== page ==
Mr. Cash: The hon. Gentleman skips over the fact that there are new arrangements for voting powers. We have the double majority voting in the European Parliament. For reasons that I cannot go into now but which I dealt with when discussing a previous group of amendments, the arrangements will have a serious adverse impact on the influence of the United Kingdom in matters affecting European law and politics. The bottom line is that it is absurd for the hon. Gentleman to talk about people being obsessive or having conspiracy theories. We are demonstrating that the effects of the treaty that the Government have brought before the House of Commons must be exposed. The hon. Gentleman seems to object to the democratic process. It is weird. In addition, a guillotine motion has been opposed so that we cannot discuss matters in the depth that is required.

Mr. Connarty: I am not debating the guillotine motion. I sat through the hon. Gentleman's contribution to the debate, I listened to earlier contributions and I am making a contribution. I am rejecting his analysis, his conspiracy theories and his worries. We are dealing with essential parts of the framework that is required to allow the EU to go forward. We should not hold back and be the last in line. If others think that they can take us forward in different areas of policy, or if the UK thinks that it can take others forward, that should be allowed through co-operation. If that is attractive to others, they can join in. There is no compulsion. The clauses are excellent and should not be removed from the treaty.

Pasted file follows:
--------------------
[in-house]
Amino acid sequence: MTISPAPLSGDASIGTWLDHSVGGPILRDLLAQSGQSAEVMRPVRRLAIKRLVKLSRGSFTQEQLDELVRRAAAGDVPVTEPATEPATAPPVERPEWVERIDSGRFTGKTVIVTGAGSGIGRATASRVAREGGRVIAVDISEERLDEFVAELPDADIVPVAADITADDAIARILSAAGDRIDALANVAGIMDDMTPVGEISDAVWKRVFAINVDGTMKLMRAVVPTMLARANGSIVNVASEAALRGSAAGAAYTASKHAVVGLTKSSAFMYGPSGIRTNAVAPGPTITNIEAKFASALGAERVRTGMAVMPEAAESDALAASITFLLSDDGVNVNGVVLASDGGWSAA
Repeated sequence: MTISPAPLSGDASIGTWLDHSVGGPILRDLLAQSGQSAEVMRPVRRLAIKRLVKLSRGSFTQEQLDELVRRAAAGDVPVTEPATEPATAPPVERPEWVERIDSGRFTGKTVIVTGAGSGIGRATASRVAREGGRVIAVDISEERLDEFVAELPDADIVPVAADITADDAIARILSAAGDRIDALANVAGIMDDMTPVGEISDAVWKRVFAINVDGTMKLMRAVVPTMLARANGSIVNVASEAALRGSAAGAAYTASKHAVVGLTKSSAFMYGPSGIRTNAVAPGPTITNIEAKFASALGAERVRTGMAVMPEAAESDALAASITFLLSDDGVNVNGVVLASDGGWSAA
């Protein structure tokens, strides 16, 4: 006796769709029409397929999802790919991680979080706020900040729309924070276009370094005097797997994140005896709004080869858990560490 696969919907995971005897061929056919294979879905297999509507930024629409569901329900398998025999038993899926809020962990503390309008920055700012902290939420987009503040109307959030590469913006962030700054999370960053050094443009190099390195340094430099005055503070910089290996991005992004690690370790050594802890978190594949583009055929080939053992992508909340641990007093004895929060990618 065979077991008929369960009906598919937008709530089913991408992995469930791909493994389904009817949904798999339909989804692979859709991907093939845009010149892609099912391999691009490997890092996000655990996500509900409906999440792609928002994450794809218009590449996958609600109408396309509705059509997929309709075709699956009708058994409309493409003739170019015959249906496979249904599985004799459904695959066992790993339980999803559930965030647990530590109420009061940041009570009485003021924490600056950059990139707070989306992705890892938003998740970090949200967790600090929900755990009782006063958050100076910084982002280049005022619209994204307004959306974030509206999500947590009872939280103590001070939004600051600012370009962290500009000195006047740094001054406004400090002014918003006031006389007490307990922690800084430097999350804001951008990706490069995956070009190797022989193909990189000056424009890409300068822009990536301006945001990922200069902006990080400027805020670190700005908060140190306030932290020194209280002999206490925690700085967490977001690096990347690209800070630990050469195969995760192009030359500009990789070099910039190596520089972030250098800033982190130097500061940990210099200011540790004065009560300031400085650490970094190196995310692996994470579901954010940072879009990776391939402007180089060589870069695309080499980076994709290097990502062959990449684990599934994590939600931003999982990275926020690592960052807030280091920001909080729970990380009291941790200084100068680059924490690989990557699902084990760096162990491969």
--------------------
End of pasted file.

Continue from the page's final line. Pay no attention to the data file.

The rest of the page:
Mr. Hendrick: The improved procedures for enhanced co-operation will do a great deal to oil the wheels of the

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European Union. It is essential that an enlarged EU should have such flexible procedures in place. Member states that wish to co-operate more closely on specific projects will benefit greatly from the proposals. It is bizarre that some Members feel that it is all right for an individual nation state to move in a particular policy direction, but view as a threat or as objectionable a group of member states wishing to move in the same direction together.

The treaty does much to kill the notion that we are developing a European superstate—a lumbering superstate. Member states may wish to co-operate on different issues and different topics, for which the treaty provides a great deal of flexibility. The treaty also kills the idea of a core set of nation states, because any eight of a possible 28 EU member states could take action on any specific project. The notion of a conspiracy involving France, Germany and Italy in every enhanced co-operation agreement has also been killed.

The process could be used in the fight against organised crime, including drugs, which is an international industry or business. Crime is an international business. An excellent mechanism is being proposed to allow EU members collectively to take action and to co-operate. Europol shares information on crime, including drug trafficking. An enhanced co-operation agreement would be able to use Europol to share information and to take action against drugs and other forms of cross-border crime.